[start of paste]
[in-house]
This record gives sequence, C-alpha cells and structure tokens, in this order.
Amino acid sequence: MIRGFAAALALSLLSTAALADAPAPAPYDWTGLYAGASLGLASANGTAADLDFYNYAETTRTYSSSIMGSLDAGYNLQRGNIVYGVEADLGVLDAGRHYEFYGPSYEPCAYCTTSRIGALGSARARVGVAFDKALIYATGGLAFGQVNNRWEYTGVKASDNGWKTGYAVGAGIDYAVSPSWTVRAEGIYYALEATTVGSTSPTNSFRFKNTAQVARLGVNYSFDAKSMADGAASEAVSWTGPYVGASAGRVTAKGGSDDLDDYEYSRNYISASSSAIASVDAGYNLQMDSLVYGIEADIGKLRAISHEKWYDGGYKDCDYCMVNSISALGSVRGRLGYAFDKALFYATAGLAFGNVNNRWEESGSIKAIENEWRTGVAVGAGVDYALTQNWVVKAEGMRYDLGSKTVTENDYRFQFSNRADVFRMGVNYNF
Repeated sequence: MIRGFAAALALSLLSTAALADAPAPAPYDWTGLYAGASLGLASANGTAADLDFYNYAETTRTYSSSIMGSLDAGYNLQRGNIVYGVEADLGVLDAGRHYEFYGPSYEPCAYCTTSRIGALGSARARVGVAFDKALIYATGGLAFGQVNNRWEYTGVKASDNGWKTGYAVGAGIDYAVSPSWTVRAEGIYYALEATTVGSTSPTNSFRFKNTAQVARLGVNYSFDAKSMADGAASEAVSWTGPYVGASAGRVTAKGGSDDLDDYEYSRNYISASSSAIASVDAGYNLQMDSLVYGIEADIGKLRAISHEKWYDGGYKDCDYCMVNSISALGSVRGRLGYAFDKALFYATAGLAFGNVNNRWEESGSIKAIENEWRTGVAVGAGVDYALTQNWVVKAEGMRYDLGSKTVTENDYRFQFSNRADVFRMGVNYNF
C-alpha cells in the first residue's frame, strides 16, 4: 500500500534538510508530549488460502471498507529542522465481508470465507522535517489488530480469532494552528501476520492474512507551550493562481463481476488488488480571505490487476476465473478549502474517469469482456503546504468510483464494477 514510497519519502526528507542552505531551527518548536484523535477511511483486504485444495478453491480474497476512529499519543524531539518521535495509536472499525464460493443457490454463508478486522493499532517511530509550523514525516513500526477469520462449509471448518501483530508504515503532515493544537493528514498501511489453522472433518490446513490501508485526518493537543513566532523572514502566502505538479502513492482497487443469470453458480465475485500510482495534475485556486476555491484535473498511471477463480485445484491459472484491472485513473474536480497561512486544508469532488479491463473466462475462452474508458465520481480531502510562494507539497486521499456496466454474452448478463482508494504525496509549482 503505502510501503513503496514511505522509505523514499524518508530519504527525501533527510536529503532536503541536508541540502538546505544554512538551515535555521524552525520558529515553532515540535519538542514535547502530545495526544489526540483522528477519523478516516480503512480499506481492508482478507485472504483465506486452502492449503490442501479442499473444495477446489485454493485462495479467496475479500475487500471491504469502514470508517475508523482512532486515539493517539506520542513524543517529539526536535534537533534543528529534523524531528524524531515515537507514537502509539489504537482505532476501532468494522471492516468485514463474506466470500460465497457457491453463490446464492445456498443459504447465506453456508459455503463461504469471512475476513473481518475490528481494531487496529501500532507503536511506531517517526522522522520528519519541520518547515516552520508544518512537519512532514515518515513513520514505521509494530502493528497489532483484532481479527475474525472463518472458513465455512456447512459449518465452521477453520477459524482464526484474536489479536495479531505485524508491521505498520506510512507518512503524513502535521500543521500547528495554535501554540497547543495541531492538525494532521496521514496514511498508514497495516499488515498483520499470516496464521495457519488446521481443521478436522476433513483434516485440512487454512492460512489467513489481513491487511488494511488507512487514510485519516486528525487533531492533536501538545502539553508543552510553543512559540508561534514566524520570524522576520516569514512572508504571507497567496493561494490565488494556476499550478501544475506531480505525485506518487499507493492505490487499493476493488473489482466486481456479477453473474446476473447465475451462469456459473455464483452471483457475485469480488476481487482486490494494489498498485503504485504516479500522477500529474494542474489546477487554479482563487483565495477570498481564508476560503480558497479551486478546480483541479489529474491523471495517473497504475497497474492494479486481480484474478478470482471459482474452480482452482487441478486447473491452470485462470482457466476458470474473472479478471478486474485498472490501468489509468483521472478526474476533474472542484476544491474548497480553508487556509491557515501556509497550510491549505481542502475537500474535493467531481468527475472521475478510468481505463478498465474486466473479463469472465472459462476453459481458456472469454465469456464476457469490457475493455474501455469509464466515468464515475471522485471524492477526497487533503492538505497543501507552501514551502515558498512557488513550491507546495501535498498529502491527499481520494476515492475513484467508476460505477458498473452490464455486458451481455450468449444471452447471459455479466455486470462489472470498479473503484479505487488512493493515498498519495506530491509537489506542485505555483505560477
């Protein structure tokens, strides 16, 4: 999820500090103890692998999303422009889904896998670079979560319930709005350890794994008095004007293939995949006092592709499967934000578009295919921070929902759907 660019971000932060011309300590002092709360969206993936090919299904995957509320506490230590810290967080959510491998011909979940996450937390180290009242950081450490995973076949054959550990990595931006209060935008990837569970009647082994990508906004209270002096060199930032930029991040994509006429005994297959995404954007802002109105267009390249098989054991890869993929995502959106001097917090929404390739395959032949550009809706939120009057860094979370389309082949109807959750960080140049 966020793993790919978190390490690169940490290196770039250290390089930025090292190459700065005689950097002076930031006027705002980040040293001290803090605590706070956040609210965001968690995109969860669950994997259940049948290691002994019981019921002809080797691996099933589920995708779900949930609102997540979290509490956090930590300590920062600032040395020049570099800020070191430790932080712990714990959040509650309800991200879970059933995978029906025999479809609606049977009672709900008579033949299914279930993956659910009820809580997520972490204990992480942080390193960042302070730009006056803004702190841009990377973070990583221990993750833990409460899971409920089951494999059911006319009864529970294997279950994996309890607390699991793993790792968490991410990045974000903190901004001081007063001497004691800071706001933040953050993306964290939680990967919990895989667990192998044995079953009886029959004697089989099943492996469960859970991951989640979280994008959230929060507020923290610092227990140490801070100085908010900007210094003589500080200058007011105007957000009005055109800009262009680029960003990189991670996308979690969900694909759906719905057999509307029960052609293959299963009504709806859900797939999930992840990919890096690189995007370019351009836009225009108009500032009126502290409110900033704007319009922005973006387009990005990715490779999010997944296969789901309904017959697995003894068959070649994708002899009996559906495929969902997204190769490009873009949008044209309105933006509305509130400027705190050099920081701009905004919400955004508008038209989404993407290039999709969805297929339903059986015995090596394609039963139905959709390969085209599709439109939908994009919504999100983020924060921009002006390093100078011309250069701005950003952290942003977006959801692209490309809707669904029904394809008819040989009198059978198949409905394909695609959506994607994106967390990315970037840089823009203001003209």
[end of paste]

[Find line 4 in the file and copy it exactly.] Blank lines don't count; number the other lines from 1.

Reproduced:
Repeated sequence: MIRGFAAALALSLLSTAALADAPAPAPYDWTGLYAGASLGLASANGTAADLDFYNYAETTRTYSSSIMGSLDAGYNLQRGNIVYGVEADLGVLDAGRHYEFYGPSYEPCAYCTTSRIGALGSARARVGVAFDKALIYATGGLAFGQVNNRWEYTGVKASDNGWKTGYAVGAGIDYAVSPSWTVRAEGIYYALEATTVGSTSPTNSFRFKNTAQVARLGVNYSFDAKSMADGAASEAVSWTGPYVGASAGRVTAKGGSDDLDDYEYSRNYISASSSAIASVDAGYNLQMDSLVYGIEADIGKLRAISHEKWYDGGYKDCDYCMVNSISALGSVRGRLGYAFDKALFYATAGLAFGNVNNRWEESGSIKAIENEWRTGVAVGAGVDYALTQNWVVKAEGMRYDLGSKTVTENDYRFQFSNRADVFRMGVNYNF